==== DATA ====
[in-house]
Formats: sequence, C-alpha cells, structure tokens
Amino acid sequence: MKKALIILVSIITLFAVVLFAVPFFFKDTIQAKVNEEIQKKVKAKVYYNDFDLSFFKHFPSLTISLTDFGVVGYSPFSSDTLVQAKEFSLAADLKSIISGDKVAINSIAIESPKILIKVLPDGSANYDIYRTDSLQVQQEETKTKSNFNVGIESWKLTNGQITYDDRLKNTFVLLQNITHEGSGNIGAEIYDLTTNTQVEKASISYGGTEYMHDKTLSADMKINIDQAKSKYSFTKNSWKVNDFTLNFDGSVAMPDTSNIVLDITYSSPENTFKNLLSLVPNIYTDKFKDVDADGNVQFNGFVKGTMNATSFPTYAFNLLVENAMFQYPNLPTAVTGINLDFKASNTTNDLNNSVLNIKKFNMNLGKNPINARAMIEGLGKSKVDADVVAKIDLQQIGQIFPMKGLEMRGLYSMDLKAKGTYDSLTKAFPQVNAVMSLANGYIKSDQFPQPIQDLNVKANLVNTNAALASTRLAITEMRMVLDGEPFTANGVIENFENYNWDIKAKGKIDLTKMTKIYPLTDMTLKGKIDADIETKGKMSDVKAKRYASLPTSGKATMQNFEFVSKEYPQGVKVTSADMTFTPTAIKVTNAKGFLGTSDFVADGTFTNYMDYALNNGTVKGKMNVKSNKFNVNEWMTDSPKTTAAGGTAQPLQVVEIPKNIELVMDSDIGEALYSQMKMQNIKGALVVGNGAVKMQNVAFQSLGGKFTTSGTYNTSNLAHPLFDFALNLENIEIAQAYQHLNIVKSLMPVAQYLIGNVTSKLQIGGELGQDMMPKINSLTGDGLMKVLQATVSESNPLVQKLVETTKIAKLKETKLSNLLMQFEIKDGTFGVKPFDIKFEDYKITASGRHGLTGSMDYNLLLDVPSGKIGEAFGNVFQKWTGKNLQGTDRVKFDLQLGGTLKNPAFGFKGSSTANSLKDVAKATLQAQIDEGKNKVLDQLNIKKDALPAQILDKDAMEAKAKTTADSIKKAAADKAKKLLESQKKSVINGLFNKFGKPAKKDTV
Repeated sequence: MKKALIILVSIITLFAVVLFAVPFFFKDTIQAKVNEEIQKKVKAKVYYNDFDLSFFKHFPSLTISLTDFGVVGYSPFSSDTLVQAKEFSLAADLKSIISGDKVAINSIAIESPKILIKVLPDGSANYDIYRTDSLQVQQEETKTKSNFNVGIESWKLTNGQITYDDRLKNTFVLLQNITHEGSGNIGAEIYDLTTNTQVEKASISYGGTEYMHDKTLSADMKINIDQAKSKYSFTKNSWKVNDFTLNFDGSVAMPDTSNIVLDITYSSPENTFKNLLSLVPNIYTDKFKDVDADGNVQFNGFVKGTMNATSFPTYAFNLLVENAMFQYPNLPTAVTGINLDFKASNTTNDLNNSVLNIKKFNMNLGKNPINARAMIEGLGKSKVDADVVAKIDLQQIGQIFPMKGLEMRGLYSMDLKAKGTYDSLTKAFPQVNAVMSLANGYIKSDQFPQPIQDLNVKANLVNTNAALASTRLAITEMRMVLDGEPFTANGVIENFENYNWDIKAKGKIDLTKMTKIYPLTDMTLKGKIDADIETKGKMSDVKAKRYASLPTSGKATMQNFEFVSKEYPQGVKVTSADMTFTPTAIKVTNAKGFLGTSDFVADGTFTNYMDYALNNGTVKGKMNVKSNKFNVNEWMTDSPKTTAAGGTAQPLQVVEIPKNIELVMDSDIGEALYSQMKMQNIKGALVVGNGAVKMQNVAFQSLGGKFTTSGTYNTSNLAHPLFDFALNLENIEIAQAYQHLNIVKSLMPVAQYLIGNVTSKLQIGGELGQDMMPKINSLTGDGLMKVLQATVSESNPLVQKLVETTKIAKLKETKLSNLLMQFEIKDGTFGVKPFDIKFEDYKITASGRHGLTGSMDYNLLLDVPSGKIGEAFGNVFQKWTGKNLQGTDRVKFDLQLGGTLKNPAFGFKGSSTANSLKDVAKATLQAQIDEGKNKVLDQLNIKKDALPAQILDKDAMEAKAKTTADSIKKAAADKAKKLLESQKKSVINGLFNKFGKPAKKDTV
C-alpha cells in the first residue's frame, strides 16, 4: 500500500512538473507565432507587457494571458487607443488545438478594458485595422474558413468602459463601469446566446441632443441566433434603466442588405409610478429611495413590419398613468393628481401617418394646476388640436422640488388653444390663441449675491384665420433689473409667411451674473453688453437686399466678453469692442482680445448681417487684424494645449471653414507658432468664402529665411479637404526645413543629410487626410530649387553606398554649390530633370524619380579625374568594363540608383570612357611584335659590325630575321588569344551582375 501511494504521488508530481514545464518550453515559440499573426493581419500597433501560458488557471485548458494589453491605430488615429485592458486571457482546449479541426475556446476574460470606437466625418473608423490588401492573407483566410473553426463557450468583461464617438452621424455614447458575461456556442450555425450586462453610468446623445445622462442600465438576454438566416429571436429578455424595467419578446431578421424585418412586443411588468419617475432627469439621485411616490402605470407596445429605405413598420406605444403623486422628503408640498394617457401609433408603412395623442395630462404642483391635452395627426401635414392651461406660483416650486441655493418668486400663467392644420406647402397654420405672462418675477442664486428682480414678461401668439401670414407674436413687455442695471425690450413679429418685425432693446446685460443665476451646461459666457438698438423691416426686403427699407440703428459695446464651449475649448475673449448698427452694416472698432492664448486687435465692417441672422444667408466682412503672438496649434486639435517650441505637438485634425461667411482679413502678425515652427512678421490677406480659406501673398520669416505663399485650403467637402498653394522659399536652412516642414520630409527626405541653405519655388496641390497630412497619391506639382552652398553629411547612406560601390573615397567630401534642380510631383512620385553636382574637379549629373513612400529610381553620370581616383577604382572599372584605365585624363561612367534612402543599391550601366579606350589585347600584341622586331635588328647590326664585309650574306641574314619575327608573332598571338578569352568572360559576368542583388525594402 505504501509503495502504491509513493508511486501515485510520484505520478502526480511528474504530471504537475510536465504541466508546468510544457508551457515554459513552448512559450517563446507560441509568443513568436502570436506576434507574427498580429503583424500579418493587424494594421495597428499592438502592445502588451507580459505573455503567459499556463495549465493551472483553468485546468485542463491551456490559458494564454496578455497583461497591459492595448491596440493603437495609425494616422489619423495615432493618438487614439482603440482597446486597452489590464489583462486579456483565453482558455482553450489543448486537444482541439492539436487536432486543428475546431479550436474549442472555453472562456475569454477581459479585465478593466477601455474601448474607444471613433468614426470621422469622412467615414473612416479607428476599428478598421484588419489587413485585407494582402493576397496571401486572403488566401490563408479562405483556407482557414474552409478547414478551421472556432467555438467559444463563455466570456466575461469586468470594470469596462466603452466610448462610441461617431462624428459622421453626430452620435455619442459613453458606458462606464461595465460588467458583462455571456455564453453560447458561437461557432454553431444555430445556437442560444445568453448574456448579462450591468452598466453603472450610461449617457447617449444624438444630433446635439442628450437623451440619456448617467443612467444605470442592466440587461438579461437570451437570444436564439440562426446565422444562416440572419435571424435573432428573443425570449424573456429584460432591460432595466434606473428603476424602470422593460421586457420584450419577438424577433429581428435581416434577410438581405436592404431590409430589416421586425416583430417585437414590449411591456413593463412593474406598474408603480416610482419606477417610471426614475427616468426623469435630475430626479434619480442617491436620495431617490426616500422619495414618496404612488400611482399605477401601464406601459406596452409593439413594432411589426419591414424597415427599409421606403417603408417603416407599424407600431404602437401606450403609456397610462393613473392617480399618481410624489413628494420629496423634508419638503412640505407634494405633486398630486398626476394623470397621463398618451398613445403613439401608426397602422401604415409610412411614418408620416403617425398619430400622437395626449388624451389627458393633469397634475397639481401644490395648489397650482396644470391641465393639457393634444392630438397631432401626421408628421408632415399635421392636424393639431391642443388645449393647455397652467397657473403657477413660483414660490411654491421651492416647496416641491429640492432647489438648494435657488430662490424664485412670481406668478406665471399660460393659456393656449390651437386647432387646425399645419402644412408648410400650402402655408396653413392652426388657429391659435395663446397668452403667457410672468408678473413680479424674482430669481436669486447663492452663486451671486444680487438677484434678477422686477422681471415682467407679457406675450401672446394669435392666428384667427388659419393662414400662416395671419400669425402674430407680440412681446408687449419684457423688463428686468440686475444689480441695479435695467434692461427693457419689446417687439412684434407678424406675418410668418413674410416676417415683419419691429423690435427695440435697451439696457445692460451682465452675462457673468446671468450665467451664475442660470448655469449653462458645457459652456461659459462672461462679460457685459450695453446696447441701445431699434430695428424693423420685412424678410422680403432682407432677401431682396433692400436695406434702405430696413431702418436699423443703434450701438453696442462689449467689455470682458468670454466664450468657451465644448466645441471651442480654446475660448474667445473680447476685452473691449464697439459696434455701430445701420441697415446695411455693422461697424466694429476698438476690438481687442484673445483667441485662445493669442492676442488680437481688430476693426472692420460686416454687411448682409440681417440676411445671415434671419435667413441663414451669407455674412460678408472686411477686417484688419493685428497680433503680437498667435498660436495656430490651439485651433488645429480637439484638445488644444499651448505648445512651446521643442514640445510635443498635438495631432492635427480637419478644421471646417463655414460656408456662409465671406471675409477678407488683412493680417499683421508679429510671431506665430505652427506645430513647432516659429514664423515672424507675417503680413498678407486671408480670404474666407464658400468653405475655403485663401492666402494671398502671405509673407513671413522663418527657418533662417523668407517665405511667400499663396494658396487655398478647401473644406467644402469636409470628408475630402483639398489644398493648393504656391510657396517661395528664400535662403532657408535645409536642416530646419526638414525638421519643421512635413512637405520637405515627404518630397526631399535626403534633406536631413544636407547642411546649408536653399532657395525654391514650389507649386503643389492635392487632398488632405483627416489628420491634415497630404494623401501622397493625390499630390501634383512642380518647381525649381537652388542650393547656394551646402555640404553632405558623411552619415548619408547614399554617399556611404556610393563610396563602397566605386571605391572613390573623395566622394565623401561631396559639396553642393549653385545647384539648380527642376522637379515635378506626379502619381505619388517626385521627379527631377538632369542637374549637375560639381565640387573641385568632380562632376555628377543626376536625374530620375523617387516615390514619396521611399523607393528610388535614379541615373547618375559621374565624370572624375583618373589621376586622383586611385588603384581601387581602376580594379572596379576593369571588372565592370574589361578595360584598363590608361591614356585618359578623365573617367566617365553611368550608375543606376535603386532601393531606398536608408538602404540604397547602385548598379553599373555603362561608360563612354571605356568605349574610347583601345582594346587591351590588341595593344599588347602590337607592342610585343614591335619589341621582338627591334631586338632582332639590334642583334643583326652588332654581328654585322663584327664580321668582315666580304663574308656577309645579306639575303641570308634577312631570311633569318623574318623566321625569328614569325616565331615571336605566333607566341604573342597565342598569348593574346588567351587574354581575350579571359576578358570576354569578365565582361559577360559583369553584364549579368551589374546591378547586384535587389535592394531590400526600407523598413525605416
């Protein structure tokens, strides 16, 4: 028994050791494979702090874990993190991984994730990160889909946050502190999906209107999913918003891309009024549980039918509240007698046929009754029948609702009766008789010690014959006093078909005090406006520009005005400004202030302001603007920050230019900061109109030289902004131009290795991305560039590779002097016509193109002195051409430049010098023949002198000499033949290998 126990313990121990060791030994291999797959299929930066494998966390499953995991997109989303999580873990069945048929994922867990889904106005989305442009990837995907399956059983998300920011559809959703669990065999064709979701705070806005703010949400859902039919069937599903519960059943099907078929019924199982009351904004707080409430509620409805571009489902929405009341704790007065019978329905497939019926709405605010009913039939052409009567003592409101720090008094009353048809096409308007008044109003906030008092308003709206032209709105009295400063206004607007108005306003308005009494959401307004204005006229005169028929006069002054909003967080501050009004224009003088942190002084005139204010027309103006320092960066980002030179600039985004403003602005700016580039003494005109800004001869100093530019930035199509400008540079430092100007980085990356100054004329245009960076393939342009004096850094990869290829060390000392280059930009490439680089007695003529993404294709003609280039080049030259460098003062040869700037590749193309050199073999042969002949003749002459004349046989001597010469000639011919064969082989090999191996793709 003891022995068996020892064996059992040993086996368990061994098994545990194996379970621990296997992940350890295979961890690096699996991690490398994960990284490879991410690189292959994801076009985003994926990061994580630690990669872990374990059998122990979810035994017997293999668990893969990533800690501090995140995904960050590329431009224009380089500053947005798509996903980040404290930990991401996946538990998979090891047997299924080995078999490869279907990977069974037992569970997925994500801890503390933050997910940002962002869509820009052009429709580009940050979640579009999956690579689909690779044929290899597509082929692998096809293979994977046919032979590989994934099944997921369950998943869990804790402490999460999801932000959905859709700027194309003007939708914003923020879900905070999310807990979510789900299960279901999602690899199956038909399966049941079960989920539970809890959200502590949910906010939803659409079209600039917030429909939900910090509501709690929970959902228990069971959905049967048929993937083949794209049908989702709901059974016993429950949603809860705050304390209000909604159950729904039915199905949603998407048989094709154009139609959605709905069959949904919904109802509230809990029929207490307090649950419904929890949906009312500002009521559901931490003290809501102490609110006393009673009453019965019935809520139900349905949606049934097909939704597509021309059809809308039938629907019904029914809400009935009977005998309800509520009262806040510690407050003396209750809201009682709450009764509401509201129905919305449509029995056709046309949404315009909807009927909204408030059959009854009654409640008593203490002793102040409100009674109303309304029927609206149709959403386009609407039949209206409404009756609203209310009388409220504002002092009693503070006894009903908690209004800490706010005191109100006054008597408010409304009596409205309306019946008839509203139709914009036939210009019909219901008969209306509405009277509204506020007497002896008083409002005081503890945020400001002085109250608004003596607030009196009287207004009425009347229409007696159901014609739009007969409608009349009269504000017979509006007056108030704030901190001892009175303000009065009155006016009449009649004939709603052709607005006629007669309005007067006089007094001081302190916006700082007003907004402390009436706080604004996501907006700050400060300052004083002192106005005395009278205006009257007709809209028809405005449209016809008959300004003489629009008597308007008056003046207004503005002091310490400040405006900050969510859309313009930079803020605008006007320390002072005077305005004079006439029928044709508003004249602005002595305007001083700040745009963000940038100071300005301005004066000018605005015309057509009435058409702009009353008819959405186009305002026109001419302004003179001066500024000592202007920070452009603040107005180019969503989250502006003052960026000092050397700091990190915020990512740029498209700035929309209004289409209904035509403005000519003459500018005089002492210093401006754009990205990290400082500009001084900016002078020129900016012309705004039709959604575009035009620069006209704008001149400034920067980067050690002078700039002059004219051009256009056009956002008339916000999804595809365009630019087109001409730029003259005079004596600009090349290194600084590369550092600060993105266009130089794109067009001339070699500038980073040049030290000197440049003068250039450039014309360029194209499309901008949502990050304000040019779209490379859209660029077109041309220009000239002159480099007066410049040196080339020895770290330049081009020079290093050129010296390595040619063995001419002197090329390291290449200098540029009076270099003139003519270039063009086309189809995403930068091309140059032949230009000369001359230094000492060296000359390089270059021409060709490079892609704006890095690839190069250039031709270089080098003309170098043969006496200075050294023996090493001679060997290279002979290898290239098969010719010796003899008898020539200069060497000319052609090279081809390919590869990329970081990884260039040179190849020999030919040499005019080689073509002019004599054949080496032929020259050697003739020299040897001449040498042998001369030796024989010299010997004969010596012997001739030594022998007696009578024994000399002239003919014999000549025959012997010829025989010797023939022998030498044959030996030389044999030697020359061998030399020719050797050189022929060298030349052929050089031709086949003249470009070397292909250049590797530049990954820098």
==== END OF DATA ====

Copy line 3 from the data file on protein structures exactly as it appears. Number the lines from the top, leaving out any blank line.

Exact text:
Amino acid sequence: MKKALIILVSIITLFAVVLFAVPFFFKDTIQAKVNEEIQKKVKAKVYYNDFDLSFFKHFPSLTISLTDFGVVGYSPFSSDTLVQAKEFSLAADLKSIISGDKVAINSIAIESPKILIKVLPDGSANYDIYRTDSLQVQQEETKTKSNFNVGIESWKLTNGQITYDDRLKNTFVLLQNITHEGSGNIGAEIYDLTTNTQVEKASISYGGTEYMHDKTLSADMKINIDQAKSKYSFTKNSWKVNDFTLNFDGSVAMPDTSNIVLDITYSSPENTFKNLLSLVPNIYTDKFKDVDADGNVQFNGFVKGTMNATSFPTYAFNLLVENAMFQYPNLPTAVTGINLDFKASNTTNDLNNSVLNIKKFNMNLGKNPINARAMIEGLGKSKVDADVVAKIDLQQIGQIFPMKGLEMRGLYSMDLKAKGTYDSLTKAFPQVNAVMSLANGYIKSDQFPQPIQDLNVKANLVNTNAALASTRLAITEMRMVLDGEPFTANGVIENFENYNWDIKAKGKIDLTKMTKIYPLTDMTLKGKIDADIETKGKMSDVKAKRYASLPTSGKATMQNFEFVSKEYPQGVKVTSADMTFTPTAIKVTNAKGFLGTSDFVADGTFTNYMDYALNNGTVKGKMNVKSNKFNVNEWMTDSPKTTAAGGTAQPLQVVEIPKNIELVMDSDIGEALYSQMKMQNIKGALVVGNGAVKMQNVAFQSLGGKFTTSGTYNTSNLAHPLFDFALNLENIEIAQAYQHLNIVKSLMPVAQYLIGNVTSKLQIGGELGQDMMPKINSLTGDGLMKVLQATVSESNPLVQKLVETTKIAKLKETKLSNLLMQFEIKDGTFGVKPFDIKFEDYKITASGRHGLTGSMDYNLLLDVPSGKIGEAFGNVFQKWTGKNLQGTDRVKFDLQLGGTLKNPAFGFKGSSTANSLKDVAKATLQAQIDEGKNKVLDQLNIKKDALPAQILDKDAMEAKAKTTADSIKKAAADKAKKLLESQKKSVINGLFNKFGKPAKKDTV